There is a tome of philosophy in a glottal block. The Clearing is an extended meditation on the beauty of dysfluency. The stutter is a wave, a river, a passageway across time, the bridge between the sonic hold and the rocky outcrop of language. In this wondrous volume, JJJJJerome Ellis invites us to listen to the music of the stutter as a way to think blackness and its potentiality, to gather with monks, fugitives, stutterers, and philosophers, those able to make an enclosure or a block into music. How exquisite the sounds.
About the author
JJJJJerome Ellis is a blk disabled animal, stutterer, and artist. Through music, literature, performance, and video, he explores blkness, disabled speech, and music as forces of refusal, possibility, reparation, and healing. His diverse body of work includes contemplative soundscapes using saxophone, flute, dulcimer, electronics, and vocals; scores for plays and podcasts; albums combining spoken word with ambient and jazz textures; theatrical explorations involving live music and storytelling; and music-video-poems that seek to transfigure historical archives. JJJJJerome’s solo and collaborative work has been presented by Lincoln Center, The Poetry Project, and ISSUE Project Room (New York); MASS MoCA (North Adams, Massachusetts); REDCAT (Los Angeles); Arraymusic (Toronto); and the Center for African American Poetry and Poetics (Pittsburgh, Pennsylvania), among others. He is a signed artist with NNA Tapes. His work has been covered by This American Life, Artforum, Black Enso, and Christian Science Monitor. JJJJJerome collaborates with James Harrison Monaco as James & Jerome or Jerome & James. Their recent work explores themes of border crossing and translation through music-driven narratives. They have received commissions from the Metropolitan Museum of Art and Ars Nova.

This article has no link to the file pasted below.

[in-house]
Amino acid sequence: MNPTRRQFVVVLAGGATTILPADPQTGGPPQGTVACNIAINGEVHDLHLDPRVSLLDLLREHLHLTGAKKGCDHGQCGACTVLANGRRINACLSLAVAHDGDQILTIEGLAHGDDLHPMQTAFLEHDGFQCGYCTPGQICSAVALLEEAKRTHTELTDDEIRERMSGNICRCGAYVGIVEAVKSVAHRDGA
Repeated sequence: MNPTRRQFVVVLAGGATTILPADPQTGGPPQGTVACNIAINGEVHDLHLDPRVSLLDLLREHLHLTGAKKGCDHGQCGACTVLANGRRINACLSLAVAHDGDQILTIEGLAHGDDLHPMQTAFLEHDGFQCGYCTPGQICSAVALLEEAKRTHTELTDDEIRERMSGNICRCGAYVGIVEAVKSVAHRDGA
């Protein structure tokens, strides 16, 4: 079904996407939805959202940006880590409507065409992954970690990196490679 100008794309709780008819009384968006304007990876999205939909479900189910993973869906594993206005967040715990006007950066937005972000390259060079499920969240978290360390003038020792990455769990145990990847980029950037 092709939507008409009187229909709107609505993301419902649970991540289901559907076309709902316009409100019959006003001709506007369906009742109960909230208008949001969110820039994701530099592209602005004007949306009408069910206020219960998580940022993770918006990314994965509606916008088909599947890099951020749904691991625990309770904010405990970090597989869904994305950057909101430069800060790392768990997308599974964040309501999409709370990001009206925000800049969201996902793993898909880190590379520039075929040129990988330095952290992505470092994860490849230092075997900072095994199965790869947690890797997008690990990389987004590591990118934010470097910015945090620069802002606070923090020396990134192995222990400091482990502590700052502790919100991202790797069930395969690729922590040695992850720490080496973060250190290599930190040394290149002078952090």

Sarah Jane Cervenak, "b.O.s 17.3 / Loops of Retreat," ASAP Journal, July 18, 2022
Erica N. Cardwell, "JJJJJerome Ellis's The Clearing," The Brooklyn Rail, March 2022
"Stuttering, Blackness, and Music with JJJJJerome Ellis, Part 2," Proud Stutter podcast, February 2022
"Five Essential Books to Enliven Your Art Library," Cultured Magazine, February 4, 2022
JJJJJerome Ellis, "Conversations on Sound and Power," interview by Sonic Insurgency Research Group, March International (December 2021)
JJJJJerome Ellis, "The Clearing: Melismatic Palimpsest" and "Dysfluent Waters," Prospections: No Linear Fucking Time, BAK, December 3, 2021
Shy Thompson, "JJJJJerome Ellis, The Clearing," Pitchfork, November 30, 2021
Kadish Morris, "Artist and Stutterer JJJJJerome Ellis: 'So much pain comes from not feeling fully human,'" The Guardian, November 10, 2021
John Schaefer, "Poet, Composer, Stutterer JJJJJerome Ellis Creatively Shapes Time," New Sounds, November 8, 2021
Christian Kriegeskotte, "JJJJJerome Ellis Reframes Disability as a Means for Creation in 'The Clearing,'" I Care If You Listen, October 23, 2021
"REVISIO: JJJJJerome Ellis, The Clearing," Obladada, October 29, 2021
Brad Rose, "Track Premiere: JJJJJerome Ellis, 'Dysfluent Waters,'" Foxy Digitalis, October 13, 2021